- China Mieville ("The City and The City") inverts this: You absolutely expect that the Inspector will clash with the ominous, all-powerful Breach and gets drawn off the case. Nope. He WANTS to hand over this political stinking case to Breach, but the crime was so carefully perpetrated that Breach, who is specialized only on Breaches, duh, has no rights to take over.
- Brotherband has Hal and his Herons placed in this position when they lose the Andomal. Their badges are the only thing that they hand in, taking the other possessions that should have been handed in and using them to instead hunt down the Andomal.
- In Apparatus Infernum, the powers that be want a quicker result than the protagonists are providing, and since Mikani isn't inclined to be taken off the case quietly, Gunwood orders him to take a few days off (upgraded to a week thanks to Mikani not knowing when to keep quiet). They aren't made to literally hand over their badges, but it plays out much the same.
- Sano Ichiro undergoes the Samurai equivalent; after Sano refuses to stop investigating the shogun's nephew following two murders the future heir might have had some involvement in, the shogun takes away Sano's rank and holdings and bans him from court.
- In Death: When Eve is called out for getting personally involved with Roarke in spite of the latter being a suspect of a murder she's investigating, she tells Whitney he'll have to take her badge if he pulls her off the case. He refuses. She declares that, if she turns out to be wrong about Roarke being innocent, her superiors won't have to ask for her badge.
- In the episode "X-Force," Malloy is suspended for four days after being accused of using excessive force on a suspect, a smart-mouthed child molester.
- Several other episodes see rouge or otherwise bad or ill-suited police officers either get let go, voluntarily agree to turn in their badge or get washed out. A Season 3 episode saw an officer, a close friend of Malloy's, be involved in an extortion ring. A "Badge Heavy" cop turns in his things in Season 5 after evidence mounts of him using excessive force on suspects. A Season 6 episode, "The Rookie," saw a "supercop" get fired after it was clear he was using poor judgement in identifying suspects. And finally, a young rookie cop realizes — almost too late — that a stuttering impediment makes him ill-suited for the force in Season 7's "Pressure Point."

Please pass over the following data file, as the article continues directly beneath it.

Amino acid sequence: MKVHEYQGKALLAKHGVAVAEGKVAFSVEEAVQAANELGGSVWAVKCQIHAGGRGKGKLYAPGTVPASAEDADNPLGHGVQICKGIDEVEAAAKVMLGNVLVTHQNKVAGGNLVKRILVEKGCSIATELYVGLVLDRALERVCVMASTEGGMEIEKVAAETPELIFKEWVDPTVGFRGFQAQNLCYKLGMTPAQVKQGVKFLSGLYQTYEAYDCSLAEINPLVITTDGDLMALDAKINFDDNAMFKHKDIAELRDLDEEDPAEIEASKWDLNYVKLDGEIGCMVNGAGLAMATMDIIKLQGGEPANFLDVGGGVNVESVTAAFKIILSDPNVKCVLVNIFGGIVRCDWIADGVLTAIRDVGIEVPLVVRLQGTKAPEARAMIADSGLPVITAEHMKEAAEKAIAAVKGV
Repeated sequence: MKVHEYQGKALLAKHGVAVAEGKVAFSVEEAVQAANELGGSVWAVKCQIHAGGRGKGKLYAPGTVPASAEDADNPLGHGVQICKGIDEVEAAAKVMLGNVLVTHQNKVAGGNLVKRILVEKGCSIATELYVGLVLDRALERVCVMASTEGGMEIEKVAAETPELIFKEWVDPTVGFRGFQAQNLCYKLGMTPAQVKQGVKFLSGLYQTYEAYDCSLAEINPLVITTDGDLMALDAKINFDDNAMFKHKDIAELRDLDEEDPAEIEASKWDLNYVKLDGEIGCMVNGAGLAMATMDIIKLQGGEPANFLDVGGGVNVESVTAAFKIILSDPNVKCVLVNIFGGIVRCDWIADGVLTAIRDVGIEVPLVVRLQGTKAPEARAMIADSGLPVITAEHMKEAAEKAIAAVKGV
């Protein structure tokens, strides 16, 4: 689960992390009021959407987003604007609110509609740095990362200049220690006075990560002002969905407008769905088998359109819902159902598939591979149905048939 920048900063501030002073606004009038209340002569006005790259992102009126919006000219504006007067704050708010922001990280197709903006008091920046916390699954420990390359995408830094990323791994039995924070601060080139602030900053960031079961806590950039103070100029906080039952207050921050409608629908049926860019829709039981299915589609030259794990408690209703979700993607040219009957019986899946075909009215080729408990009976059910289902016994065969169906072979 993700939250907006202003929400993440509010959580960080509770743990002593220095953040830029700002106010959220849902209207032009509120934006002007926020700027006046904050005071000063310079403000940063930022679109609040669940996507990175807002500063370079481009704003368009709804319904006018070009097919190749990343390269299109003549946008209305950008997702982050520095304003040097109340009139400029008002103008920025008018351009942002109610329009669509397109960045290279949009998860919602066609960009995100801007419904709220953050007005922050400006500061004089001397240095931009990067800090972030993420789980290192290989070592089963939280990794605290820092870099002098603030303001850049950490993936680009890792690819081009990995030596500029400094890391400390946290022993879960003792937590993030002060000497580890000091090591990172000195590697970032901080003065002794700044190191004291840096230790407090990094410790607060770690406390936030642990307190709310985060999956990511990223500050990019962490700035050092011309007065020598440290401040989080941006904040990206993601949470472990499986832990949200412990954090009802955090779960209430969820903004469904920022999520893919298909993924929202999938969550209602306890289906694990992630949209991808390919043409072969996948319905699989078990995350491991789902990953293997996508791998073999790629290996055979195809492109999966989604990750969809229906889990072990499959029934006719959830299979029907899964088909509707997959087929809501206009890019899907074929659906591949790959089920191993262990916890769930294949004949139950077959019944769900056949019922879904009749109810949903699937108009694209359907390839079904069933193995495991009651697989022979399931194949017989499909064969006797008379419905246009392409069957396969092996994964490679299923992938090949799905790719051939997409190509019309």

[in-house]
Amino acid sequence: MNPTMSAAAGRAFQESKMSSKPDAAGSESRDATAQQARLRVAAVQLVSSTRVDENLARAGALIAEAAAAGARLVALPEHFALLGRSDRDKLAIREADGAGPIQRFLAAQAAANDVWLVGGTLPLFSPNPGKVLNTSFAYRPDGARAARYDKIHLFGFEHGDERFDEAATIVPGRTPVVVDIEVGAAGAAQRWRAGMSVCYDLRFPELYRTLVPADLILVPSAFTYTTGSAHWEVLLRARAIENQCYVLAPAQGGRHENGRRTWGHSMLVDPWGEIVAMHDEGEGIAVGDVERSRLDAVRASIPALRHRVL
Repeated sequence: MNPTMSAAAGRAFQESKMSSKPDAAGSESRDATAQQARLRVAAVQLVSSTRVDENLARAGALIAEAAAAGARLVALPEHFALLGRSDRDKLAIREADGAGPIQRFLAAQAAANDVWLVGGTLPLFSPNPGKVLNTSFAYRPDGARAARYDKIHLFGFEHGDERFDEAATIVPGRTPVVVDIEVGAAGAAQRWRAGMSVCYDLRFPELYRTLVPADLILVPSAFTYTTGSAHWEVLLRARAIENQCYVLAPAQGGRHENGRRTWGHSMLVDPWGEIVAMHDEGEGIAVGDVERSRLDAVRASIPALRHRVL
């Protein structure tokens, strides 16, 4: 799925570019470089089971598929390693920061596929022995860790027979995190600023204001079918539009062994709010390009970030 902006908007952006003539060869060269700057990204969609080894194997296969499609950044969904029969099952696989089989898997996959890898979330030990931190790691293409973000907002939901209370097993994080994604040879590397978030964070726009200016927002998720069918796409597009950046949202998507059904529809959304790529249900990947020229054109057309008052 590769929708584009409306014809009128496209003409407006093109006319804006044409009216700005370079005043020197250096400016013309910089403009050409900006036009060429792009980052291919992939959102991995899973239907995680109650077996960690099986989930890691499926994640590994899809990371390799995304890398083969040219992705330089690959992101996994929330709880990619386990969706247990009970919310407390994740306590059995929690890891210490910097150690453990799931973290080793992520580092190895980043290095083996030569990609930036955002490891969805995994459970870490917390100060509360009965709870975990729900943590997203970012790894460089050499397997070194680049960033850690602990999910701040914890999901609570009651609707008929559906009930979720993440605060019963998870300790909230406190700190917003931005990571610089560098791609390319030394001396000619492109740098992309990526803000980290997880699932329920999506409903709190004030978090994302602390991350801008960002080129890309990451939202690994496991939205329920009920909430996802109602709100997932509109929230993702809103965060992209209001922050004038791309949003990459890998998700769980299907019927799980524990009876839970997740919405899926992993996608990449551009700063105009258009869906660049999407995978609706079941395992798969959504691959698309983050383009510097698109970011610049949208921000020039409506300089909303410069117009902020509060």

- Walker, Texas Ranger: A Season 5 episode saw Trivette be placed on administrative leave while the shooting of a child during a drug bust is investigated; a tough high-ranking officer suggests that Trivette carelessly fired his gun and shot the child, but in the end it becomes clear that the child was caught in the crossfire and that the bullet came from one of the criminal's handguns.
- Happens to Jack Bauer on 24 at least once a season, forcing him to "go rogue" for 2-3 episodes before CTU realizes he was right all along.
- Kate in season 2 of Angel.
- Det. Mike Cellucci is asked for his badge in Blood Ties S2 finale. Considering he's been threatened with it for two seasons and finally left a hostage crisis to battle Astaroth with Vicki and Henry, it's completely unsurprising.